Tuesday, September 13, 2005

You Won, Now What?

The Governor's signature is barely dry on the med-mal bill, but things may start to get interesting. As reported in Crain's, ISMIE, the state's largest med-mal insurer, is being called in for a hearing about its latest rate increases.
Some of the increases were “problematic,” says Susan Hofer, a spokeswoman for the state’s insurance regulator.
Many people, myself included, wondered if the proponents of the measure were so intent on getting the caps provision passed that they set themselves up for a whole lotta trouble down the road. More to the point, I wonder if the docs and/or ISMIE got so caught up in the U.S. Chamber's rhetoric that they themselves may wind up regretting the other regulatory reforms contained in the law. Some may say that this just shows how fair and balanced the law is. Maybe, but I think that this may be just the first taste of what's to come.

2 Comments:

At September 13, 2005 at 8:06 AM, Anonymous Anonymous said...

The ISMS/ISMIE lobbyists still received their paychecks, right?

 
At September 16, 2005 at 8:40 AM, Blogger Extreme Wisdom said...

John, I know less about the details of the law than you do, but it wouldn't surprise me that a law passed by two democratic houses and a pretty far left democratic governor wouldn't be a "REAL" tort reform bill.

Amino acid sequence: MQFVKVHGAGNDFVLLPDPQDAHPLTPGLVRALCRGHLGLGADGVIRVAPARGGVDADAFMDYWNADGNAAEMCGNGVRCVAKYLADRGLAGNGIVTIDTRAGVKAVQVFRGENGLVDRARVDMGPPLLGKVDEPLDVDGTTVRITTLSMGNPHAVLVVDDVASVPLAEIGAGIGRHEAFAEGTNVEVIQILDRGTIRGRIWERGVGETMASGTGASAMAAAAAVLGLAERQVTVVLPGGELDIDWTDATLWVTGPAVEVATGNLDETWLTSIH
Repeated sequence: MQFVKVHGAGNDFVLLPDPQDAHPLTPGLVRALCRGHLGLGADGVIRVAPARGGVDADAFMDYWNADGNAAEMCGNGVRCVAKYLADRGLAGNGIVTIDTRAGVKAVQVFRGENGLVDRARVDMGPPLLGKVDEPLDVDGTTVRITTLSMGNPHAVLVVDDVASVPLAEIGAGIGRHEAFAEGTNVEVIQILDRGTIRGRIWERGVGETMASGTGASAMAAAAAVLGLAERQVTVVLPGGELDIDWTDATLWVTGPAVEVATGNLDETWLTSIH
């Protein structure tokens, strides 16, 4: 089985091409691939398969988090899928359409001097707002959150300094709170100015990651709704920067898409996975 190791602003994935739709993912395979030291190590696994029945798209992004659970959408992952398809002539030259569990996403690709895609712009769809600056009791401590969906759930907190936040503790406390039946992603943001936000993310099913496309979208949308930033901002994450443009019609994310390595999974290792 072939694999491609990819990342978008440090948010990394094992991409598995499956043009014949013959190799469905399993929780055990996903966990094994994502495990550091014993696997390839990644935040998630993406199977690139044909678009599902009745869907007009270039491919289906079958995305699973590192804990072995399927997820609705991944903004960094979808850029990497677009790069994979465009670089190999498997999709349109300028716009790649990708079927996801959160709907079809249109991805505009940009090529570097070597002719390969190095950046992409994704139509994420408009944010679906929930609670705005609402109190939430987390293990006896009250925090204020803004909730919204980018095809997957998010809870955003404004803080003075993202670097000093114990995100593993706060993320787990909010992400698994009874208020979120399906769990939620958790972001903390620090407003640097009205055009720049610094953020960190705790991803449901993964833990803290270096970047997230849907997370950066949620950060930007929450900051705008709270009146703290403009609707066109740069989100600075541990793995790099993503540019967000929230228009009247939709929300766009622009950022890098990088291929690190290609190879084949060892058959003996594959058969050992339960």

Count me as unsurprised if it makes things worse. All the easier to get it repealed when you have the clout.

Now, down in Missisippi, they passed a pretty dramatic tort reform bill.

Here are the results.
http://www.opinionjournal.com/cc/?id=110007260

"Prior to the legislation, Mississippi was known as the "jackpot justice capital of America." The American Tort Reform Association had labeled certain jurisdictions "judicial hellholes." A survey of more than 1,200 senior in-house counsels for the U.S. Chamber Commerce ranked Mississippi 50th in virtually every category of judicial system nationwide. Insurance companies were fleeing the state. Others were refusing to write new policies. The medical field was particularly strained: Liability insurance was in many cases unaffordable, and in some cases unavailable.
One year later, the story is very different. Mass Mutual Insurance Group, St. Paul Travelers, World Insurance Co. and Equitable Life Insurance Co. are returning to Mississippi. State Farm Insurance eased its growth restrictions for homeowners' insurance and lowered its rates on property insurance.

The Medical Assurance Company of Mississippi, which writes 60% of the medical malpractice coverage for doctors in the state, had raised its rates 20% the year prior to the tort reform legislation. After its passage, MACM did not raise its rates at all. "Those people who said tort reform would not work and actively fought any civil justice reform," Mississippi Insurance Commissioner George Dale said. "I think this indicates they were wrong." MACM also recently announced an end to its moratorium on new business; it also just declared it will cut its rates for 2006."

 

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